The context of Merkel’s visit to the US and some opportunities for Draghi’s Italy

Angela Merkel’s visit to the United States was the last mission to Washington by the chancellor who has led Germany continuously since 2005. During her sixteen years in power, the head of the German government flew to the US 23 times where she met four different American presidents: Bush jr., Obama, Trump and Biden.

Merkel was the first leader of an EU country to be hosted in the White House since Joe Biden officially took office on January 20. A clear sign of the importance paid by Washington to the relationship with Germany, despite the turmoil experienced during the Trump years. Indeed, perhaps precisely to rebuild a solid relationship now that the superpower is rallying its allies to fight the challenge of the century against China.

Merkel’s farewell visit to the USA must in fact put in the context of the new European order envisaged by Washington. The confirmation that the Americans will not sanction the German companies involved in the doubling of the Nord Stream pipeline – set to supply the Federal Republic of Russian hydrocarbons via the Baltic – must deal with the request to the Chancellor to act against those powers that violate human rights and which despise democracy. An explicit reference to the People’s Republic.

In recent years, Berlin has cemented the axis with Beijing in the name of trade, raising China to the rank of strategic partner also to reaffirm its European primacy. Except encountering a series of obstacles along the way, from the Diesel gate to the gaffe on Russian espionage to the pandemic, which have drastically reduced its ambitions.

Biden knows he cannot count on Germany to thwart Russia in Europe and so he asks Berlin to do its part in containing Beijing along with the French and Italians – just as reluctant as the Germans to openly lash out at Moscow.

Hence the concession on the Baltic gas pipeline, designed to obtain from the Federal Republic a reduction in commercial relations with China in the name of superior strategic interest. The White House is well aware that the current German government needs to reconcile American needs with its own national interest in cooperating economically with the Chinese. This is why she had already warned that she would not have expected anything new from Merkel, postponing everything until the arrival of her successor.

The containment of Russia is entrusted to the Eastern Europeans and the British, who on the day Merkel herself said she was ready together with the French President Macron to meet the Russian counterpart Putin launched a Royal Navy warship against Crimea. To provoke an angry Russian reaction and confirm the Kremlin’s account as a subject unsuitable for dialogue.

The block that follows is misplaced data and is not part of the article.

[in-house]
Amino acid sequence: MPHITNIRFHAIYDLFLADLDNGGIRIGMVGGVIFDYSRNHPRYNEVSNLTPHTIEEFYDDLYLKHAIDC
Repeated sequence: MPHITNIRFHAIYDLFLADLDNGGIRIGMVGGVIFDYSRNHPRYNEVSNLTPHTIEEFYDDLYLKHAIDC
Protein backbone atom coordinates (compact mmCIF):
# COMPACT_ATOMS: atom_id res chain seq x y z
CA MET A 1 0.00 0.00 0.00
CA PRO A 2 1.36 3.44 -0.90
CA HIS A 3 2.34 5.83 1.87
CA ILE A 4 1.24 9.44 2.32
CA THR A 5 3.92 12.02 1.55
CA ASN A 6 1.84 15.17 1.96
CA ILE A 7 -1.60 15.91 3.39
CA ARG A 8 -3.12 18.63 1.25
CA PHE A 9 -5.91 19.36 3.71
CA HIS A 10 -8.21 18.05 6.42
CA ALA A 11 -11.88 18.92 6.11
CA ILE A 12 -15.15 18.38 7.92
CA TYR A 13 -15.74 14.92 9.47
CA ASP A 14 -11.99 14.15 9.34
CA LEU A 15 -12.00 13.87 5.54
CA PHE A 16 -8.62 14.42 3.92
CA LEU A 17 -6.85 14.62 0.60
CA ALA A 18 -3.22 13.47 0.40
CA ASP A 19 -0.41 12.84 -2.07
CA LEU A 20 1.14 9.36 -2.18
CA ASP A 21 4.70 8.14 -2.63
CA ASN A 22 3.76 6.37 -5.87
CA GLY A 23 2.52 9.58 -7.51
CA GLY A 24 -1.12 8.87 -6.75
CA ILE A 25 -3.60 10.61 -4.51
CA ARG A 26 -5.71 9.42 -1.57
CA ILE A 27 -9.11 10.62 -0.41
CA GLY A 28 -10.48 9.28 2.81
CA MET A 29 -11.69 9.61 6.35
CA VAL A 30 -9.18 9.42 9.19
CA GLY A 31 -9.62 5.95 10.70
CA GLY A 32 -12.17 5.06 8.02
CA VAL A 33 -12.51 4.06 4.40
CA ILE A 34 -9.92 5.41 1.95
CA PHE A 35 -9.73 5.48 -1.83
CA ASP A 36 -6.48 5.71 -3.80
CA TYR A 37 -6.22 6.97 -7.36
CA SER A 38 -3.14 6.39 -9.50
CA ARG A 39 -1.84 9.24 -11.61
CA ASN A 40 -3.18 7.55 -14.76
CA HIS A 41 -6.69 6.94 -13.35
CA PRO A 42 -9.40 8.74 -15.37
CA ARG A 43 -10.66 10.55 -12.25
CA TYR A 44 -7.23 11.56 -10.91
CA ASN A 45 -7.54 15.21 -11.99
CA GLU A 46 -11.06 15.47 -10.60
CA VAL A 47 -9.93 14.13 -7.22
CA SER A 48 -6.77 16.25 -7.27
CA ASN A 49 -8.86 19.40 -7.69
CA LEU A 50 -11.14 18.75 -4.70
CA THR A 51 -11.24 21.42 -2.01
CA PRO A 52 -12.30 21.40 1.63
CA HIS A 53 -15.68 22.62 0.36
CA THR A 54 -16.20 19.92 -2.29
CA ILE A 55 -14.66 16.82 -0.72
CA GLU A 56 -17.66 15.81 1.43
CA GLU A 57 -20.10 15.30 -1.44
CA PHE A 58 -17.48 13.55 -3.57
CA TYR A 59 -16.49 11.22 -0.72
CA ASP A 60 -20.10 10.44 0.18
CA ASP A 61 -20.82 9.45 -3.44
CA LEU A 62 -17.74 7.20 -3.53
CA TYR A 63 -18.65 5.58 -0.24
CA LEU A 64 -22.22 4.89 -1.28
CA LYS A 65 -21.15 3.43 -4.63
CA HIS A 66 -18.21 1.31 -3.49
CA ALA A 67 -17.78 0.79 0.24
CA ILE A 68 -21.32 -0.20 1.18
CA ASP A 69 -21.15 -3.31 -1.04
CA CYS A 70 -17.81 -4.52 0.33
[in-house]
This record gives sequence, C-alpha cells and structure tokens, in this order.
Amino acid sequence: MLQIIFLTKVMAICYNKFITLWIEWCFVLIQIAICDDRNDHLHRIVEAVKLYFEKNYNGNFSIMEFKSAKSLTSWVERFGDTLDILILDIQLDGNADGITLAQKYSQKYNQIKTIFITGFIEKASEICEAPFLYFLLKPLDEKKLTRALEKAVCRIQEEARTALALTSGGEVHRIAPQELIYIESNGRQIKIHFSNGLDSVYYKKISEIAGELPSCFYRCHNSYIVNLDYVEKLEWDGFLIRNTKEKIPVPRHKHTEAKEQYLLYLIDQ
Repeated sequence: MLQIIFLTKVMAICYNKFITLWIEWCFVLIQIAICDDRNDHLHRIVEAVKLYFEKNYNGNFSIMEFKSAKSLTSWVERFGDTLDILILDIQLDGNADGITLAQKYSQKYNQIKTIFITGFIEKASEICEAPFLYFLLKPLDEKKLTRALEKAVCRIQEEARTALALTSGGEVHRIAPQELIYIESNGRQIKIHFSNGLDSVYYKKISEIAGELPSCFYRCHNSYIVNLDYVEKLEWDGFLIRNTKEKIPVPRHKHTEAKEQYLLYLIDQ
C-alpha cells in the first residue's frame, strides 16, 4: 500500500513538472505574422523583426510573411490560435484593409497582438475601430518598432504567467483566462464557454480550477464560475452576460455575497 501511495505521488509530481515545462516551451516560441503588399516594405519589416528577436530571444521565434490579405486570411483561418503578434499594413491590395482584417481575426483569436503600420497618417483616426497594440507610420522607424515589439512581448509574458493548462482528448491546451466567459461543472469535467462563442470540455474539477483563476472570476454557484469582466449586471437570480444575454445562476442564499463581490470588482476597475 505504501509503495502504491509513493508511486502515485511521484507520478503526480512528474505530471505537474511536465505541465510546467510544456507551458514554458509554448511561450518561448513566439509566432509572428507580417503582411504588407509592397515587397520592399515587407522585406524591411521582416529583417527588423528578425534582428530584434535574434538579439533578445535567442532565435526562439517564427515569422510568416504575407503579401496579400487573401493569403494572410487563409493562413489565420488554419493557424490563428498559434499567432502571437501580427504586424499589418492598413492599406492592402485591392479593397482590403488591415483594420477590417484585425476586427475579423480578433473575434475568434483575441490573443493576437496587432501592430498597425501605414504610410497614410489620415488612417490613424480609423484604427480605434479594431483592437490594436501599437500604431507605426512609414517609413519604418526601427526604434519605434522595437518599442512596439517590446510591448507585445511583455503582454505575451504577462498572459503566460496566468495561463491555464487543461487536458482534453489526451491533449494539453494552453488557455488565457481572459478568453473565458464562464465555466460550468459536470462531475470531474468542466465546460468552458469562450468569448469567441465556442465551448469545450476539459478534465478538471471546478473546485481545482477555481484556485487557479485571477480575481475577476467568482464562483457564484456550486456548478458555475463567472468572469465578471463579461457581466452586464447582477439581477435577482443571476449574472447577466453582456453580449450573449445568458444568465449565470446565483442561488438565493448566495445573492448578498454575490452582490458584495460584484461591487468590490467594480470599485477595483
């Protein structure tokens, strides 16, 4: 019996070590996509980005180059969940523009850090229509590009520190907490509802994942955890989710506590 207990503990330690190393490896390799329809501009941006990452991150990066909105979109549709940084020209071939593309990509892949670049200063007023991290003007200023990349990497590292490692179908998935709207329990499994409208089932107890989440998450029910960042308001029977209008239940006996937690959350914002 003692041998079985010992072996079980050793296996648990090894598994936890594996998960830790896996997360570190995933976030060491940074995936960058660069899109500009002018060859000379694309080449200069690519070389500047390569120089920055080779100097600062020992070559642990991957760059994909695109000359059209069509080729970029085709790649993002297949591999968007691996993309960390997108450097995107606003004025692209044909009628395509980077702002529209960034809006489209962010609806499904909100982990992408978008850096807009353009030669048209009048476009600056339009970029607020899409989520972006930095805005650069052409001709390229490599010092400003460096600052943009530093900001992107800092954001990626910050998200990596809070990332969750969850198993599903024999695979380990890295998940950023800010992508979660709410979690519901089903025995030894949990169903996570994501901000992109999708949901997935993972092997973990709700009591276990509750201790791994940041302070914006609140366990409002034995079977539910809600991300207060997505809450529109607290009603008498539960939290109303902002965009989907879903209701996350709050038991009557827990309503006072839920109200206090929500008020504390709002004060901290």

This is the context in which US Treasury Secretary Janet Yellen made a sortie earlier in the week against the return of budget austerity in the eurozone. Speaking to colleagues from the Eurogroup, Yellen called for the maintenance of support measures and economic stimulus at least until next year, given the persistent and high uncertainty.

Statements of this kind clarify who the United States is with in the battle over the future of Europe beyond the honey words spent by Biden during his summit with Merkel. Italy and France are united against Germany to prevent a return to the pre-coronavirus EU once the crisis is over, characterized by the banner of Berlin’s fiscal rigor.

Washington is firmly opposed to any such hypothesis, convinced that it would plunge the most fragile economies of the Old Continent (Italy in the lead) into the abyss and that it would feed the mercantilist drive of Germany – a condition at the basis of the recurring German overtures to Russia and China.

For this reason, through the mouth of its Treasury Secretary, the superpower moves in advance to make a common front with the “cicadas” of the South against the “ants” of the North, also because it wants to understand if in the medium term Berlin will try to translate into geopolitical influence the step forward that last summer led it to approve the crucial European recovery fund.

The imminent departure of Merkel and the battle against the return of fiscal austerity suggest that in the near future the political leader of reference in the EU will be the Italian Prime Minister Mario Draghi. If for the United States the match of the century concerns the challenge against China, for the Europeans it will be a question of being able to reform the current EU treaties without a German imprint and on which Berlin has built its power to the detriment of its neighbors.

Together with the French president Macron, in the next few years Draghi will carve out a leading role in this battle which, from now on, promises to be crucial to ensure a future for the European unitary project.